LONDON (Thomson Reuters Foundation) - Canadian author Margaret Atwood said moves to limit women’s access to abortion, particularly in the United States, led to the sequel to “The Handmaid’s Tale” which was released on Tuesday in a hotly-anticipated cultural event.
“The Testaments” sees Atwood pick up the story from her 1985 account of a totalitarian future in which fertile women are forced into sexual servitude to repopulate a world facing environmental disaster.
She said she had not planned a sequel to the story, which was set in fictional Gilead in the U.S. region of New England in the near future, but real life political events, including moves to limit women’s reproductive rights, led her to reconsider.
“As time moved on ... instead of moving further away from Gilead, we started moving towards it - particularly in the United States,” Atwood told a press conference in London attended by several dozen journalists from a list of countries.
“If you look at the legislative moves made by a number of different states within the United States, you can see some of them are almost there. But what these restrictive laws about women’s bodies are claiming is that the state owns your body.”
Abortion is one of the most divisive issues in U.S. politics, with opponents often citing religious belief to call it immoral while abortion-rights advocates call restrictions encroachment on women’s medical choices and harmful to health.
President Donald Trump, who says he opposes abortions in most cases, has joined many of his fellow Republicans in seeking to curtail access to legal abortions.
“For a society that claims to value individual freedom, I would say to them evidently you don’t think this individual freedom extends to women,” Atwood, who turns 80 in November, told journalists who were greeted by women dressed as characters from the book.
“The Handmaid’s Tale” has long been hailed as a touchstone for feminist campaigners, with Atwood saying all the acts of repression in Gilead were based on real-life events.
Feminists in several nations have adopted the striking red gowns and white bonnets worn by the handmaids in the book and TV series to highlight women’s rights at protests and marches.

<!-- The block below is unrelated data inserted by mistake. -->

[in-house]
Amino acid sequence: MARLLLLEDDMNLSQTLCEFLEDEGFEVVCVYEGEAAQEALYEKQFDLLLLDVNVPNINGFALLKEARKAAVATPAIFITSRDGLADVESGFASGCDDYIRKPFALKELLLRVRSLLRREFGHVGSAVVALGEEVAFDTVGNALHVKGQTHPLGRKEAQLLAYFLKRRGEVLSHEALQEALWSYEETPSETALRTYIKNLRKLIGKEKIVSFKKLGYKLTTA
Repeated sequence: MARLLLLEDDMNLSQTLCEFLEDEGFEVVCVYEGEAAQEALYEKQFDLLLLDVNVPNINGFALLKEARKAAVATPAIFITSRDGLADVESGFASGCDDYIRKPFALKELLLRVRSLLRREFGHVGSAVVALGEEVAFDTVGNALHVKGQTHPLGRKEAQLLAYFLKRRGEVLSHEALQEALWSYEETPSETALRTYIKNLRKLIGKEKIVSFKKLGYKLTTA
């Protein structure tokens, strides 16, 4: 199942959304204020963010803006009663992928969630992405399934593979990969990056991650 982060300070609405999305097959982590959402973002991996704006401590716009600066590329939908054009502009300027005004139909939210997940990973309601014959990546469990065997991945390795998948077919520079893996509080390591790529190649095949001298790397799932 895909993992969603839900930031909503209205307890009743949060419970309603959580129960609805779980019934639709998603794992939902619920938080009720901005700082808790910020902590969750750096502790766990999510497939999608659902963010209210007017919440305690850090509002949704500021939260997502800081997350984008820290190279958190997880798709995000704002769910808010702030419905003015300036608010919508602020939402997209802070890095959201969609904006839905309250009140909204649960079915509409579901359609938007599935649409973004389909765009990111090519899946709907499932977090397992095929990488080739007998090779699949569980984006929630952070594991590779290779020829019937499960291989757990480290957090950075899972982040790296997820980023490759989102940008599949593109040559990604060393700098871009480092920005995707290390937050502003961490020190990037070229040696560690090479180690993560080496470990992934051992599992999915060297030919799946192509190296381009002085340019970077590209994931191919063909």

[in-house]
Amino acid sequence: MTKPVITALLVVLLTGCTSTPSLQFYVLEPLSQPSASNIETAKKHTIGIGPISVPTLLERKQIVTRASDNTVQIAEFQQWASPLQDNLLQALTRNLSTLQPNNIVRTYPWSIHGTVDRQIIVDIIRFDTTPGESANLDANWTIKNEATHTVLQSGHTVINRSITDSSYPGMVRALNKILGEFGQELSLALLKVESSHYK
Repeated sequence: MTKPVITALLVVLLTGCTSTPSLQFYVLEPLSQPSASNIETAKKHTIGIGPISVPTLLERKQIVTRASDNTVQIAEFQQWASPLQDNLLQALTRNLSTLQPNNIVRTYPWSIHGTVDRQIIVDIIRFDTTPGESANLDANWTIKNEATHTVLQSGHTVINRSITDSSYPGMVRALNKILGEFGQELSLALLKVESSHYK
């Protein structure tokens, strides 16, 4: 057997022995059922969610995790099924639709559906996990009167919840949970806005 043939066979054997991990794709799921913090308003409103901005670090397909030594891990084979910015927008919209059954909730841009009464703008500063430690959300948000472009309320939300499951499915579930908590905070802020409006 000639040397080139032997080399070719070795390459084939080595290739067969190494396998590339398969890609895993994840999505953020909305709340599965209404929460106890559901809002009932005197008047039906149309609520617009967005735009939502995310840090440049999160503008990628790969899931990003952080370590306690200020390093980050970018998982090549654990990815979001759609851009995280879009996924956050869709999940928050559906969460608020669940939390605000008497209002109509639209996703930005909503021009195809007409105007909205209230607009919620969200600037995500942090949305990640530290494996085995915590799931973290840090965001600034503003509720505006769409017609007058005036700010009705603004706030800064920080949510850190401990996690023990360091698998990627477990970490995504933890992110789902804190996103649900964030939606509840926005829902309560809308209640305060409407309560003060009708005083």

“I think (“The Testaments”) enters onto a conversation that is already taking place because “The Handmaid’s Tale” has been a meme in these kinds of conversation for years,” said Atwood.
Asked if “The Testaments” was a dystopia, she replied: “A dystopia is an imagined society that we assume is worse than the one we live in ... Is “The Handmaid’s Tale” plus “The Testaments” a dystopian world? Let us hope so.”
Fans in Britain queued at midnight to get the first copies of “The Testaments” after publishers maintained tight security in the lead-up to Tuesday’s release.
Reviewers were sent copies with a fake title and cover but secrecy around the book’s plot was breached after Amazon accidentally sent out some pre-ordered copies.
“The Testaments” has already been shortlisted for one of the literary world’s top awards, the Booker Prize, with judges’ chairman Peter Florence praising it as “a savage and beautiful novel that speaks to us today with conviction and power”.
Reviews on Tuesday were mixed. Many praised as it fast-paced and dramatic, but some argued it lacks the depth of the original novel that shot back into the best-selling list after being made into a popular TV series starring Elisabeth Moss.
Atwood, author of more than 40 books of fiction, poetry and critical essays, won the Booker Prize for her 2000 novel “The Blind Assassin”.
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